Israel Segal, founder of hair care brand Free Your Mane, has coarse, curly hair, which often led him to shop in the often underwhelming “ethnic” hair care section of the drug store.
So, when he adopted African American twins Ziggy and Nola, he set out on a mission to develop effective products for textured hair that were free of harsh ingredients such as parabens, phthalates and sulfates.
Effective, Clean and Modern
Segal noted that he wanted consumers to feel good about their hair, and so has worked to educate consumers with textured hair about effective ingredients.
The Free Your Mane formulations address fine, kinky, coarse, curly and wavy hair and are built around key ingredients such as pomegranate seed oil, sweet almond oil, wheat amino acids, retinyl palmitate, avocado oil, aloe leaf juice, pearl powder and shea butter. However, baobab oil is the brand’s true hero ingredient.
The cold-pressed material is nutrient-rich and has a good molecular weight. Free Your Mane is able to benefit the producers of the oil, adding an extra dimension of ethics to the brand.
Evolution of a Brand and Category
Segal launched the brand five years ago as a one-man show. The original line was tightly curated, containing just a shampoo, conditioner and hair oil in order to avoid consumer confusion. Later, he added styling products.
At the same time, Segal worked to build the brand persona to target the marketing, especially online, in venues in which consumers seek hair care solutions. In conversation with Global Cosmetic Industry, Segal described his products as effective, clean and modern, and has marketed them with beautiful images that eschew traditional beauty marketing artifice in favor of realism.
Segal brought on an outside CEO and CMO as the demands of the brand grew. The additional help allowed him to focus on social media engagement, providing education through blog posts and otherwise connecting more directly with consumers.
Meanwhile, Segal explained, the market’s expectations of different segments—mass, masstige, luxe, etc.—changed, allowing brands to be marketed in a broader spectrum of settings.
Simultaneously, the definition of textured hair has broadened and matured to embrace hair that is heat damaged or even chemically processed. Segal has found that, today, many women are damaging their hair due to recreations of YouTube tutorials that can involve harmful devices.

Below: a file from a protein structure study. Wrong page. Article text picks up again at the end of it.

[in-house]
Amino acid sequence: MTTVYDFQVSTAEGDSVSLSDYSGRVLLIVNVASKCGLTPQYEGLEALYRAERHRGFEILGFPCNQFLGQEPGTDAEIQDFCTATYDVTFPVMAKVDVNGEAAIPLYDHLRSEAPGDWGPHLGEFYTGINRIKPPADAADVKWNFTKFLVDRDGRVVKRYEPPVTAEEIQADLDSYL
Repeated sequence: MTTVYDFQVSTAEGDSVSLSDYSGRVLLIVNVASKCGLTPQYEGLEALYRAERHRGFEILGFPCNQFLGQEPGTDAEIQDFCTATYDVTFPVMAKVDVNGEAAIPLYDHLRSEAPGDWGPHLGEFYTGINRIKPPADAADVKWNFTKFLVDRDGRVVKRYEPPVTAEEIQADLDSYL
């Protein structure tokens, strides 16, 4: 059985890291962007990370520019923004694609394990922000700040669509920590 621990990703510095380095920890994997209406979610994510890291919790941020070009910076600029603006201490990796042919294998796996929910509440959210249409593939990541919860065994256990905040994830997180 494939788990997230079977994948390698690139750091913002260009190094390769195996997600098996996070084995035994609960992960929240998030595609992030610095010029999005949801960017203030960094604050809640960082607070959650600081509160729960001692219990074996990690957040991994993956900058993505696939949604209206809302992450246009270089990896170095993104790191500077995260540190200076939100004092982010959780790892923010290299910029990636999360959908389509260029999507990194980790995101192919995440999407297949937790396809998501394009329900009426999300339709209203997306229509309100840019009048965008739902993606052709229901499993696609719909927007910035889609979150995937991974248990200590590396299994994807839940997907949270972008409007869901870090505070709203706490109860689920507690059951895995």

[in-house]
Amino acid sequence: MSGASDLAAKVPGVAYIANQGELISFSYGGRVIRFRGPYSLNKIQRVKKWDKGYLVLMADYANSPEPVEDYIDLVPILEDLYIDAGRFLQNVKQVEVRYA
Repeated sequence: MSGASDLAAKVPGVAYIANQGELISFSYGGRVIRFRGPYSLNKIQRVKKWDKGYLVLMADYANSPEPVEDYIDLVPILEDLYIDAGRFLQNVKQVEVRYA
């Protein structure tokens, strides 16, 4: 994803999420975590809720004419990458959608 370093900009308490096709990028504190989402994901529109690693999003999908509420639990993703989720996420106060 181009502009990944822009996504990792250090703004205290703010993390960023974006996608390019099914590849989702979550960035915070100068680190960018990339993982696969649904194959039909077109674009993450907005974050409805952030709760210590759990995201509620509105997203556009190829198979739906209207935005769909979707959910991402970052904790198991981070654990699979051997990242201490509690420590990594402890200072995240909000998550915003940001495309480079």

Bad Hair or Bad Products?
For Segal, bad hair isn’t about “bad hair,” but rather bad/inappropriate products. Today, he said, it’s not enough to just add body, shine or color protection—hair care brands need to deliver all of these elements.
While peers may seem accessible, they’re typically too preoccupied with their own projects and don’t have time to be an effective mentor.
He added that textured hair brands shouldn’t focus on the race/demographic of the consumer but rather the character of their hair—particularly because many people have multiple textures within any given racial group, not to mention among multiracial consumers.
Today, Free Your Mane offers more styling products, including a forthcoming curl cream. And the brand continues to educate about effective and safe products for textured hair. Free Your Mane has expanded its distribution online, at pop up shops, retailers such as Anthropologie and smaller consumer events such as Black Girl Beautiful. And, now, it’s expanding to target consumers with specific hair challenges, like surfers.
Lessons for Success
In conversation, Global Cosmetic Industry asked Segal for his insights into successful brand stewardship. Below are a selection of his comments.
- Find a mentor that you trust. To get the best insights for your career, Segal suggests going to the top. It’s the leaders in the industry who often have the time and generosity to share their experiences. While peers may seem accessible, they’re typically too preoccupied with their own projects and don’t have time to be an effective mentor.
- Step away from your brand. As Segal learned in the early bootstrapping days of Free Your Mane, it’s difficult to outsource. But, once a founder has the resources, he recommends that brand leaders outsource anything and everything they’re not strong at. By not trying to do everything or getting overly involved in all aspects of the business can lead preserve a founder’s perspective, he added. Doing this well requires the assembly of a team that can balance out one’s own weaknesses.
Read more in our series of founder stories: "Action is the Best Thing You Can Create."